Decided: February 19, 1932.
ISABELLA BOECKEL AND LOUIS BOECKEL, PLAINTIFFS,
THE ORANGE MEMORIAL HOSPITAL, A BODY CORPORATE, DEFENDANT
On rule to show cause.
For the plaintiffs, Quinn, Parsons & Doremus (John J. Quinn, of counsel).
For the defendant, Collins & Corbin (Edward A. Markley and Howard F. McIntyre, of counsel).
Before Gummere, Chief Justice, and Justices Parker and Case.
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The opinion of the court was delivered by
CASE, J. This suit in the Supreme Court, Monmouth Circuit, to recover for personal injuries sustained by Isabella Boeckel and for consequential damages suffered by her husband and co-plaintiff, Louis Boeckel, resulted in verdicts in their favor of $6,000 and $1,500, respectively. The case comes up on defendant's rule to show cause why the verdicts should not be set aside and a new trial ordered.
Mrs. John M. Grimes, daughter of the plaintiffs, was a patient at defendant's hospital. On the evening of October 29th, 1929, Mrs. Boeckel, while leaving the hospital after visiting her daughter, slipped and fell on the stairs, receiving the injuries sued upon. The cause for the fall was alleged to be a wetness or foreign substance upon the stairs, making them dangerous and slippery. Although plaintiffs' brief recites as a fact that the stairway was rendered slippery by soap suds, the evidence does not disclose what the substance was or how it got there. Plaintiff's son-in-law testified that when he and the plaintiff came in "there was a white substance there, something like soap or something, I couldn't say what it was," and that when he left, separate from and earlier than the plaintiff, the steps were still in the same wet or damp condition. The injured plaintiff testified that the steps "were wet because they still had that glossy look on them and [I] might have slipped on them." The contention is that one Miss Funk, supervising nurse, was in charge of the premises, including the steps, and that failure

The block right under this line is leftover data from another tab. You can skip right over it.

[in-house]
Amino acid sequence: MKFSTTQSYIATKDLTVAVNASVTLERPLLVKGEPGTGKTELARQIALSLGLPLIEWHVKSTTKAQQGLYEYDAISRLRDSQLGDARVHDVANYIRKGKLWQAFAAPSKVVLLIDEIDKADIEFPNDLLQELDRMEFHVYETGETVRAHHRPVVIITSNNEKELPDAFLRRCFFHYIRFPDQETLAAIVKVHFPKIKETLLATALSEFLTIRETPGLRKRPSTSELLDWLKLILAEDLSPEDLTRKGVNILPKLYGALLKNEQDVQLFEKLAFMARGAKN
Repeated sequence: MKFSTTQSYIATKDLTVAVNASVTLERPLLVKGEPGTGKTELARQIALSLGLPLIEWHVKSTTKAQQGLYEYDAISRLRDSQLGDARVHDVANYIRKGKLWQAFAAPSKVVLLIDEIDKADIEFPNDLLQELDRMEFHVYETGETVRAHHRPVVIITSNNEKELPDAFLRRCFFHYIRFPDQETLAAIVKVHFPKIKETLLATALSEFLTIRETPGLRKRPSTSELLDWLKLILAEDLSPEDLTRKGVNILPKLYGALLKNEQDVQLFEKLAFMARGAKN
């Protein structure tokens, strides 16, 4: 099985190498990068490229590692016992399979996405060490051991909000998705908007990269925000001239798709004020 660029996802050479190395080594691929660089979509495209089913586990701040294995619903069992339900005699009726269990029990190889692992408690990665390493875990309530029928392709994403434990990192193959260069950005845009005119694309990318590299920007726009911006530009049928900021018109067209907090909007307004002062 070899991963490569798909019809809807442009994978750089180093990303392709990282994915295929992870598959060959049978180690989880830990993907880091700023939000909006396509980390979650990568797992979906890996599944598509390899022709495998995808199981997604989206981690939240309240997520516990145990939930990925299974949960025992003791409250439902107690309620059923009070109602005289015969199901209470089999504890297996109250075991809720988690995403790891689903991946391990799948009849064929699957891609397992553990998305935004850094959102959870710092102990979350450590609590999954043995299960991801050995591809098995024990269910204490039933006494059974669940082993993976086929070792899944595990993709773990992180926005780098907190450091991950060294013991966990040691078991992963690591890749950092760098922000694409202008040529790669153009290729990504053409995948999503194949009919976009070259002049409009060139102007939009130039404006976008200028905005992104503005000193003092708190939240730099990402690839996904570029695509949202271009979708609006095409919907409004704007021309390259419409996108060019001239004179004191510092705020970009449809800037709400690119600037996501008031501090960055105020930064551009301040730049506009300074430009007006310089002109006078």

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on her part to discover the alleged substance was negligence imputable to the defendant; and, more generally, that the defendant owed a duty to the plaintiff, a visitor during the regular visiting hours, to exercise ordinary care to render halls and stairways reasonably safe for use. However, aside from the undefined moisture which it is said the supervising nurse should have discovered, there was no evidence that the defendant had not met the duty thus charged against it; which brings the question of liability back to that of the supervising nurse's alleged neglect. It is not contended that the defendant failed to exercise due care in the employment of its agents and employes.